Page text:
Issue 70

Oserian Development Co. Ltd

Kenya in Bloom Through an ambitious and transformative diversification drive, Oserian is opening up new opportunities for both its own and other local businesses around Lake Naivasha Writer: Tom Wadlow Project Manager: Lewis Bush  Adaptation, innovation and diversification – three simple terms at face value, but traits that many businesses are having to exercise in order to address challenges and ensure a sustainable future.   From global financial crashes and fluctuating commodity prices to new legislation and changing consumer behaviour, organisations across all industries around the world are having to adapt, innovate and diversify in order to survive.   Kenya’s Oserian, one of the world’s leading exporters of fresh cut flowers, is no exception.   “We face head winds at home and abroad,” begins Neil Hellings, the company’s Managing Director. “The imposition of VAT on crop protection in 2018 has created additional financial challenges given the duration before such cash outgoings can be recovered.  “The Kenyan Bureau of Standards’ and other related government handling of the importation of fertiliser and how it is established to be compliant has done substantial damage to our sector – easily resolved issues have taken an unfathomable amount of time and starved the sector of crucial inputs.”  Outside of the country, a slowdown in sales for crucial events like Valentine’s Day has also presented a challenge, but one which Hellings believes can be solved by adherence to the three aforementioned traits.     “Sustainable production techniques and gaining market advantage from them will become ever more important,” he adds, “and those farms that ‘get in early’ and embrace it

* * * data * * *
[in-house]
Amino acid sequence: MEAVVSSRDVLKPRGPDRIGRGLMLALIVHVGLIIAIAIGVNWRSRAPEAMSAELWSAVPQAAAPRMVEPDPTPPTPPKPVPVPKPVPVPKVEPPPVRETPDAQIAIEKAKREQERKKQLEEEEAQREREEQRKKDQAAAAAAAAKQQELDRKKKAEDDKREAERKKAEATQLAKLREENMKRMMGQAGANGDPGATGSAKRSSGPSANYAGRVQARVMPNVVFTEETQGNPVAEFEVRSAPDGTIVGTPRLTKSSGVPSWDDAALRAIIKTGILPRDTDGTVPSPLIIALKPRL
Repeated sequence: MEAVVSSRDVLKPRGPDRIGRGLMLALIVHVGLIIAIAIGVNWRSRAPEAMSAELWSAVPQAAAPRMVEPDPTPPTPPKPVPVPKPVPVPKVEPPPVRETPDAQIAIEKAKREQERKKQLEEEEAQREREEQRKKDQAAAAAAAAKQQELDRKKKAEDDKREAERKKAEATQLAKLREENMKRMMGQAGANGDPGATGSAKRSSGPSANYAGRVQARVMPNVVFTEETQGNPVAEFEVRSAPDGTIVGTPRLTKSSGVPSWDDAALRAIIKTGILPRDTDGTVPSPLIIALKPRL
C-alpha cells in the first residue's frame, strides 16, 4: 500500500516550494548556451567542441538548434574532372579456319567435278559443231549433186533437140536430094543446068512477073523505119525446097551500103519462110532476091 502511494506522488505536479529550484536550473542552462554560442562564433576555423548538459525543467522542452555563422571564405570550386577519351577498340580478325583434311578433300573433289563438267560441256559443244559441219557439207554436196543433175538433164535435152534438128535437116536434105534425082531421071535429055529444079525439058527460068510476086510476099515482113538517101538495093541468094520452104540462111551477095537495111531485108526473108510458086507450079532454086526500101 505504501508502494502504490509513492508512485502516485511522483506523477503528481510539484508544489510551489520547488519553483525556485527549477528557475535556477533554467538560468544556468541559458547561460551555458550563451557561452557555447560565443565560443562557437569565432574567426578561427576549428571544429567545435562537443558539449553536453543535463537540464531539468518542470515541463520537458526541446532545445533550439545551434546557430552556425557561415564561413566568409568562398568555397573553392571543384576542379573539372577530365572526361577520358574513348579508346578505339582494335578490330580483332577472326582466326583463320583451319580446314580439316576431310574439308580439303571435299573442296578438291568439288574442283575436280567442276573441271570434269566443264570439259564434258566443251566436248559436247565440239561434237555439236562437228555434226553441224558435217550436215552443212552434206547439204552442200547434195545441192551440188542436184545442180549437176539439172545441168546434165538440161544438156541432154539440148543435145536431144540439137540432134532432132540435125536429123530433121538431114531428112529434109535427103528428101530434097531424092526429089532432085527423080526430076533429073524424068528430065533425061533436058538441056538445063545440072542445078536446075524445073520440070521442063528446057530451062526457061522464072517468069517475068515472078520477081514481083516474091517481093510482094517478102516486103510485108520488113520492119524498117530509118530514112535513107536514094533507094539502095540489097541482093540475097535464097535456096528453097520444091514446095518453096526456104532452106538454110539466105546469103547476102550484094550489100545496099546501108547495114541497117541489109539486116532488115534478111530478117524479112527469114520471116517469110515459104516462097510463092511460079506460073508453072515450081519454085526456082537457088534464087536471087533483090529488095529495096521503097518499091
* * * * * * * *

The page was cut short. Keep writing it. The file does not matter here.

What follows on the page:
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AutoZone South Africa

The Automotive A to Z  The largest wholly-owned auto parts retailer in Southern Africa, AutoZone has not settled, set to fundamentally reinvent its operational and productive portfolio to the benefit of all during 2019   Writer: Jonathan DybleProject Manager: Josh Hyland  A strategic and catalytic segment of the South African economy, the automotive sector has become a mainstay of national industry, accounting for just shy of seven percent of GDP. Standing aside from a continent that is home to just 44 vehicles per 1,000 inhabitants, four times less than the global average of 180 according to Deloitte, this market has continued to prevail in South Africa, remaining the country’s sole manufacturing sector to have expanded while others have shrunk. “Many have prospered under these circumstances and we are now seeing a lot of market consolidation, with rapid growth taking place in both the retail and supplier spaces,” explains Lesego Moagi, Marketing Executive at AutoZone. “A number of mergers in the industry are underway, and change is something that we see happening at a pace never seen before.” Setting the scene, Moagi goes on to reveal that the situation is no different for AutoZone itself, a company that remains the largest wholly-owned distributor of auto parts, spares and car accessories across Southern Africa. “Let me paint a picture of what our company is looking at right now,” he continues. “We’re arguably the most typical example of an automotive business having been the subject of rapid growth, and now we’re reinforcing our position. “What this has resulted in is the implementation of extensive structural and

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PW Nigeria